December 2011

Martyn Pedler

comicbookslut

Golden Age Obituaries

December wasn't kind to comic book legends. Joe Simon died only a few weeks ago. His work encompassed superheroes, romance, horror, and satire -- but as every obituary headline reminded us, he was best known as the co-creator of Captain America. And Jerry Robinson died one week before him, the key creator behind the Joker, and Robin, and other enormous chunks of the Batman mythos.

Critic Sean T. Collins said that interviewing Simon about comic history was "like getting to ask Peter about the Last Supper." As Jerry Robinson's son wrote, his father was "one of the last remaining links to the Golden Age of comic books in the 1930s and '40s." These links are disappearing, and soon -- failing the kind of last-minute miracle that appear in their comics with astonishing regularity -- they'll all be gone.

I don't think the classic comics created by men like these are revered in the same way as classic films or books. We mightn't be living in the Golden Age of Comics, but it's hard to argue the fact that this is the Golden Age of Reprints. And yet while every film buff has seen Citizen Kane, do superhero aficionados bother to go back to read these stories from the '30s, '40s, and '50s? We mostly praise these men for their creations, and not the tales told. The stories themselves seem to be considered primitive (if frighteningly valuable) blueprints. Quick sketches for all the adventures to follow.

So -- with gallows predictability -- Joe Simon's death was finally impetus for me to pull down a massive volume from the shelf that I'd been meaning to read for months: The Simon and Kirby Superheroes. Titan Books have released hardcovers of Joe Simon and Jack "The King" Kirby's early work together; first published was a Best of collection illustrating the wide range of their collaborations that made them the dream team of comics: war, horror, crime, romance, westerns, and more.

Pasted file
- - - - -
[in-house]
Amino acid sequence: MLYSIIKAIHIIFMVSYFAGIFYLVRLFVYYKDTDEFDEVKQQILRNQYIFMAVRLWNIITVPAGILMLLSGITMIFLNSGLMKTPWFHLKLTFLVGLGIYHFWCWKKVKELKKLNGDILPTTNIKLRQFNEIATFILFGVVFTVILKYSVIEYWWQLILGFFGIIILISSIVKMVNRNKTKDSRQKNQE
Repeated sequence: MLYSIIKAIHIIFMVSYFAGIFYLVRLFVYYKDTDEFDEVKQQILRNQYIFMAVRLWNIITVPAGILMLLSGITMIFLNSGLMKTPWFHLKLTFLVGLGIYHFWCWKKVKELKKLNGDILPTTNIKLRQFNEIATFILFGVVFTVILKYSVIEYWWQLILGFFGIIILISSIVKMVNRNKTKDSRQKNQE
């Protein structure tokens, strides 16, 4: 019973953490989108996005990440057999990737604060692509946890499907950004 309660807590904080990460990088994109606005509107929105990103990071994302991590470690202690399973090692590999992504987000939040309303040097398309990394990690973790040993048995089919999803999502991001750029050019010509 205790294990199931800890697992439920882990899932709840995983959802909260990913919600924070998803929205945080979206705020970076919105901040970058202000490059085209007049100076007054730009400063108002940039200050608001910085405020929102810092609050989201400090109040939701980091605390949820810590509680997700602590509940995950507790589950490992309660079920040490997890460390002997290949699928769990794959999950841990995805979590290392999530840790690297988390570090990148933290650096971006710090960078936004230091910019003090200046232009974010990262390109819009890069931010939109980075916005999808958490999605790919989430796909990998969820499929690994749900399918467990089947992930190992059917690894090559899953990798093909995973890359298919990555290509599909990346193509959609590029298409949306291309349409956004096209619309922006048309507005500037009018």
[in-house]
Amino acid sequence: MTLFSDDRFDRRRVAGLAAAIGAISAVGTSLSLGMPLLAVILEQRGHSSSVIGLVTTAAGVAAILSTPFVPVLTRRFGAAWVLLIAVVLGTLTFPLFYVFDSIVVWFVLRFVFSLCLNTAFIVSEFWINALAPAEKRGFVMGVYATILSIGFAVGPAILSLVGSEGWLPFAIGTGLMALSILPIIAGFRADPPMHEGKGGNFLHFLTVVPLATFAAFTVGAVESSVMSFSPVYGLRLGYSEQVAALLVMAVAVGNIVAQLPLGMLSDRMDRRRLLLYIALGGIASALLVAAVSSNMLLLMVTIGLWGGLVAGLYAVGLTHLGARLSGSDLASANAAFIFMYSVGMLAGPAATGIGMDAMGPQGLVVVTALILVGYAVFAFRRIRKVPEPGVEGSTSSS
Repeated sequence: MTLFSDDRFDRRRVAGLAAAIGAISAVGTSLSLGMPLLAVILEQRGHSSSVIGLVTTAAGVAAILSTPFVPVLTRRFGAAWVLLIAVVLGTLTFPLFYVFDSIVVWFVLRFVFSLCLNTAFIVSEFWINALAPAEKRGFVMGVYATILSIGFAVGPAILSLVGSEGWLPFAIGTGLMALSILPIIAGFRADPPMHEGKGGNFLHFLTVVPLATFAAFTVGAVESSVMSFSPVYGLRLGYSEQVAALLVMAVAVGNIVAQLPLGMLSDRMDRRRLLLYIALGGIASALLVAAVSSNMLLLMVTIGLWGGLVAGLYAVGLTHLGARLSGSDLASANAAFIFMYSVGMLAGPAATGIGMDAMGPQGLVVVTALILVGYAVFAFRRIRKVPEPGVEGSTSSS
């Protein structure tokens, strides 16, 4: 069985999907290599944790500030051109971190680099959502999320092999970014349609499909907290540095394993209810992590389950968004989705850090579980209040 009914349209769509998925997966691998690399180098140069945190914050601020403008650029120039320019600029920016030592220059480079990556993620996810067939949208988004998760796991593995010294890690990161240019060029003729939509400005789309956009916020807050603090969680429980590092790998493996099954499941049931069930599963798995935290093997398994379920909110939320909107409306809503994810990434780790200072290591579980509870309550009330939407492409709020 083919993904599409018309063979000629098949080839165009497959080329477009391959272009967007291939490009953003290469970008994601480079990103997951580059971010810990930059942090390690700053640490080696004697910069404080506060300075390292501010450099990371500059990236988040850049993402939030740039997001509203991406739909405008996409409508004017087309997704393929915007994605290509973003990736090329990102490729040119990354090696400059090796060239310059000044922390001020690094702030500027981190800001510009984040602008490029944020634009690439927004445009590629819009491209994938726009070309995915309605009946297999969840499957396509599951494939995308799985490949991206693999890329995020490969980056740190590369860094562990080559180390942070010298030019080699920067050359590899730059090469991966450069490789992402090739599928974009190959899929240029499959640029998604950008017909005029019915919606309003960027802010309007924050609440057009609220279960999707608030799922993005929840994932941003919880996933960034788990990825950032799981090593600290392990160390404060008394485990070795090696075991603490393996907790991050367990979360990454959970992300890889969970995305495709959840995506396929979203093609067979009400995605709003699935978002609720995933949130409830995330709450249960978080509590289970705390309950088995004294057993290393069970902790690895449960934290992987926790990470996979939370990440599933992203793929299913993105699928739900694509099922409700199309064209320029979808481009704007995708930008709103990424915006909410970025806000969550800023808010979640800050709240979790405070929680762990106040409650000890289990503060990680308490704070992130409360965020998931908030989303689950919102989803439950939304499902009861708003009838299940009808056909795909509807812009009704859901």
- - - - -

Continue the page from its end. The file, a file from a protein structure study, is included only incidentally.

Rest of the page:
Superheroes, though, focuses on the lesser known characters they created between 1940 and 1960, outside of what would become the "Big Two" of Marvel and DC Comics. The Black Owl! Stuntman! The Fly! The Shield! Captain 3D! The Vagabond Prince! The most famous of these heroes is probably the Fighting American, a patriotic Cold War hero whose adventures take up most of the volume. He's an echo of Captain America, of course, who Simon and Kirby invented together a decade earlier. But only one of these characters appeared in a hundred million dollar blockbuster movie this year, and it wasn't Johnny Flagg, the Fighting American.

These men are responsible for some of the most well-known icons of popular culture. So what was wrong with this batch of heroes? Why didn't they make it? That's one question is what makes The Simon and Kirby Superheroes a fun and fascinating read. You can read these comics as a laboratory in which writer and artist can slam concepts and gimmicks and animal totems and bad jokes together, just to see what produces fresh sparks.

For example, Stuntman has an exact double who is an actor and amateur detective -- a conceit that splits the traditional secret identity in two. The Shield, drafted after his first adventure, also leads a double life. It's no longer civilian versus superhero, but soldier versus soldier. The Fighting American begins as the weak younger brother of a crippled war hero and patriotic broadcaster, who is then placed into the rejuvenated body of his dead brother to fight evil...